Why Electric eel doesn't electrifying itself ?
This is because the electric charge within the eel is greater than its surrounding environment, just as heat travels from an area of high concentration to an area of low concentration (when you touch a hot pan, you get burned, the pan does not), electric current generated by the eel's current-generating cells moves from the higher concentration (the eel) to a lower concentration (the prey). Moreover, the eel does not constantly produce electric current, it does so whenever it is needed for attacking, or when it is startled.
Fun fact: the Eel is not an eel, it is a knifefish! More clsoely related to the catfish.
Also, please remember that I'm making this answer up based on a wikipedia article and an intuitive guess. IF anyone can confirm or refute what I have said, I would be much obliged.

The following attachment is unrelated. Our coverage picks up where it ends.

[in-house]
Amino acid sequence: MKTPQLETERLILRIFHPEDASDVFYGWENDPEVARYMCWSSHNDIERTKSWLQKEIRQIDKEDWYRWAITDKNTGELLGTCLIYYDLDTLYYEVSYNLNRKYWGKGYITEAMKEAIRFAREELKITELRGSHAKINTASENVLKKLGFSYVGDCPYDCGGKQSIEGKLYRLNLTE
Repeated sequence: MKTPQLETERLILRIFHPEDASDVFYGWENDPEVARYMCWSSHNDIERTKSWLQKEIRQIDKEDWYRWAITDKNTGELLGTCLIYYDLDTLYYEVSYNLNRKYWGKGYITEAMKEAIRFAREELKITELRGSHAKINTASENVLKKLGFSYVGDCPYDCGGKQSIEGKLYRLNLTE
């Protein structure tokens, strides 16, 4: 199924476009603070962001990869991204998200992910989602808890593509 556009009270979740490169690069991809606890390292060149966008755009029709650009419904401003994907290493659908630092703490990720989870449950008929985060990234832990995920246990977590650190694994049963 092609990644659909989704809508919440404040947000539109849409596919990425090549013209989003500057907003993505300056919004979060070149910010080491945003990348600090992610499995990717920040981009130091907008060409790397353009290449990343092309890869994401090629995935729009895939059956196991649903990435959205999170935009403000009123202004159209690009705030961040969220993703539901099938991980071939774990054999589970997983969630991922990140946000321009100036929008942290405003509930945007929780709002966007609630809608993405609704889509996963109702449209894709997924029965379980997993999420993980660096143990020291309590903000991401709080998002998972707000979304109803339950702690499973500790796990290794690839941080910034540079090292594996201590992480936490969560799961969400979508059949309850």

According to your explanation every "skin" cell of the eel have to be charged, as far as I know the voltage is created on some specific organ of the eel.
Ugh.... we covered this one afternoon in class. I forget the details, but IIRC it has to do with the discharge path out of the eel. Fat is electrically insulating, so it's possible to control how the current gets out. I think the skin is protective as well, but again, I forgot the details:
This reminds me of my high school chemistry days of osmosis, where in natural systems higher concentrations move to regions to lower concentration.
I guess this concept extends beyond biological systems.
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